The mental aspect of injury is more difficult than the physical. It is the mind that dictates how successful a recovery is, and there are so many daemons that can derail that success. I have seen fellow dancers recover badly from an injury not because their bodies did not heal, but because they were never able to get over their mental hurdles. Having seen this happen, the first time I had a major injury I enlisted the help of Dr Kate Hays, a performance psychologist. Just as for Olympics athletes this is a normal part of their training, the dance world has been catching on to the advantages of training our minds to enhance our performance. Since then she has helped me overcome issues with stage fright and self-doubt as well as a few injuries.
Having been through 2 previous injuries that took a fairly long time to recover from, I am now able to anticipate most of the challenges I will face, and although these challenges are still unpleasant, this time I have reacted less emotionally when they’ve come up. I am better able to see the light at the end of the tunnel, and I can say that, while in the past I would have had several tearful meltdowns by this point, I have so far (for the most part) kept it together. Knowing what lies ahead has been very helpful.
I know for instance that after a period of improvement I will hit plateaus that will feel like they will never end. (Check)I know there will be days when it feels much worse than the day before and that this is normal. (Check) I know that pain can make a person stressed, emotional, angry and exhausted. (Check) I know that I will be frustrated with the pace of recovery. (Check) I know that I will worry about whether I am doing too much or too little to help it. (Check) I know that other people (even strangers on the street) will have advice and expectations of me. (Check) I know that some days I will want to lie in bed feeling sorry for myself. (Check) Most of all I know that my biggest hurdle is fear. (CHECK)
In my experience fear comes in two forms, the conscious fear and the unconscious fear. The conscious fear is easier to handle. It comes in the form of all the negative thoughts and worries that take up way too much space in my head. These are surface fears like “Did I push it too far today and make it worse?,” “Did I not do enough today and therefore slowed down my recovery?,” “How long will this take to get better?,” I’ve hit a plateau!,” “I’m still not able to do x,y or z,” ‘The swelling isn’t going down. What does that mean,?” “There are too many people around. What if someone runs into leg?” By the end of the day these thoughts leave me exhausted.
There are a few techniques that help me minimize these worrisome thoughts. Some are simple like avoiding the subway during rush hour as much as I can so that there are fewer people around to make me nervous and protective. Others are more active. Practicing breathing exercises with a guided CD developed by my acupuncturist Dr Tanaka has helped me calm my mind at the end of the day. Another technique is a simple change of focus that Dr. Hays pointed out to me. She noticed that I was focusing so much on what I am still not able to do rather than focusing and building on what I can do. This may sound simplistic, but the mind is very powerful. By focusing on the positive a person can heal faster. When I apply her idea I am able to do more physically than when I am focused on my limitations.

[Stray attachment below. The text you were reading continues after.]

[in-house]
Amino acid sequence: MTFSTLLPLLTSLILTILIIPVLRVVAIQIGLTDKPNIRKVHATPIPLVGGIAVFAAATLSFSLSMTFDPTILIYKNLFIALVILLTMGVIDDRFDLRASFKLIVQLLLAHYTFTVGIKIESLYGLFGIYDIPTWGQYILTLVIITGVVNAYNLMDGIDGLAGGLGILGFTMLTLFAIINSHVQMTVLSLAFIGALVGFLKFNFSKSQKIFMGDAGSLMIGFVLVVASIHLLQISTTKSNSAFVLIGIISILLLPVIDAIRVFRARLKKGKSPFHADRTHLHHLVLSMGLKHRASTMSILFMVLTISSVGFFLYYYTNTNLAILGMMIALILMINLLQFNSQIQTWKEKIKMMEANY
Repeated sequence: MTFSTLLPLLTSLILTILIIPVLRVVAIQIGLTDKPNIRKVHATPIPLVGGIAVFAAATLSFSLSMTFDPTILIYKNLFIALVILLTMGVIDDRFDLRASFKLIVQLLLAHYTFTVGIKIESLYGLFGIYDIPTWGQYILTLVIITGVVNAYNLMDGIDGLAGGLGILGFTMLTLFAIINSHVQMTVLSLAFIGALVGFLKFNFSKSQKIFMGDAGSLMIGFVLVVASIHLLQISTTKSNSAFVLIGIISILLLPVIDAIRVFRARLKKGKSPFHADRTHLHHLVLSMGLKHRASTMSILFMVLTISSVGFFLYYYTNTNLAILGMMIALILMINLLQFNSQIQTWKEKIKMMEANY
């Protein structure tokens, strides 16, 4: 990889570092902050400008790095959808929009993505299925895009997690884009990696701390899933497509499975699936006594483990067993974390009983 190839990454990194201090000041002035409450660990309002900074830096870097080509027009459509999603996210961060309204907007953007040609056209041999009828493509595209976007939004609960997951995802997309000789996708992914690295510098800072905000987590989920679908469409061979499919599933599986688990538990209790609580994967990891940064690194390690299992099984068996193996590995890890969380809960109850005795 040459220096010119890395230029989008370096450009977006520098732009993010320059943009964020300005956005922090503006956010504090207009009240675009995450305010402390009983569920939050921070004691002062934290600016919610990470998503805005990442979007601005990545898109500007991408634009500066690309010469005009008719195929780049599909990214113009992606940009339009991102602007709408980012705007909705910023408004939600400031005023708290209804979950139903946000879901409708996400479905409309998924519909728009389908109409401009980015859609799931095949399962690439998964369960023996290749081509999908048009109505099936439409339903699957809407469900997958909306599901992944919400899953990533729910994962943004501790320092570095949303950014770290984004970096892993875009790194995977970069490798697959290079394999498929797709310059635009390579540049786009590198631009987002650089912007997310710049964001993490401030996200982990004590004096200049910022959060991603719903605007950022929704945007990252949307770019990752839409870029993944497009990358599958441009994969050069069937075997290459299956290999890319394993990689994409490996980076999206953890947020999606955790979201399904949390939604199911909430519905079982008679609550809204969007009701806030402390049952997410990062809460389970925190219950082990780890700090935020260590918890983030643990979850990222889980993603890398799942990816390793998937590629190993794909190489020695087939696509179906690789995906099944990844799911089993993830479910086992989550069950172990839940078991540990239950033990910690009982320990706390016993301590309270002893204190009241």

Another technique she gave me was to carve aside a time each day for worry. So this week I am trying to limit my worry time to a half hour each day. When worries come into my mind at other times I put them aside to think about later. This has the benefit of not denying the thoughts, but not letting them take over either.
These methods take some time and a little practice, but it is the subconscious fear that is the real challenge and more limiting. This is the fear that the body learns. It comes in the form of muscle tension because my body is trying to protect itself. It also comes in the form of learned mechanics. While I had been thinking I was walking normally, my Athletic Therapist and Osteopath had to both point out that I was still limping. My body had learned the behavior, and if I keep that up it will affect other parts of my body and slow down how quickly I will gain strength. It also comes in the form of holding back and being cautious in my mechanics. It is a strange sensation when I consciously tell myself it is ok to do something, but my body tenses and holds back.
The difficulty in addressing the subconscious fear is that it is not always obvious to the person affected by it. I needed 2 people to point out to me that I was limping. That’s where an extra set of eyes is key. I need to rely on my trainers and coaches to really watch out for any learned movement patterns. I also have to do a lot of work to gain my own awareness of when I am favoring my healthy side or protecting the injury. Just being aware is the beginning of changing the patterns.
Something else I have been practicing is a brain game with a mirror. It works by taking a mirror and having one leg on either side of it so that my right leg is reflected but my left leg is hidden. When I look in the mirror, the reflection of my right leg appears to be my left. By doing small movements with first my right leg, then both legs, then my right leg again, I am tricking my brain into feeling more confident about the abilities of my injured leg. Very cool!
Finally, where my physical training intersects with my mental training is in gaining enough strength and neural feedback so that my body is truly able to do what I need it to. The more conditioned I am, the more my brain will trust my body.
If I stay disciplined with all of these tricks and keep learning more, eventually as in the past, my fear will melt away.
I better get back to it.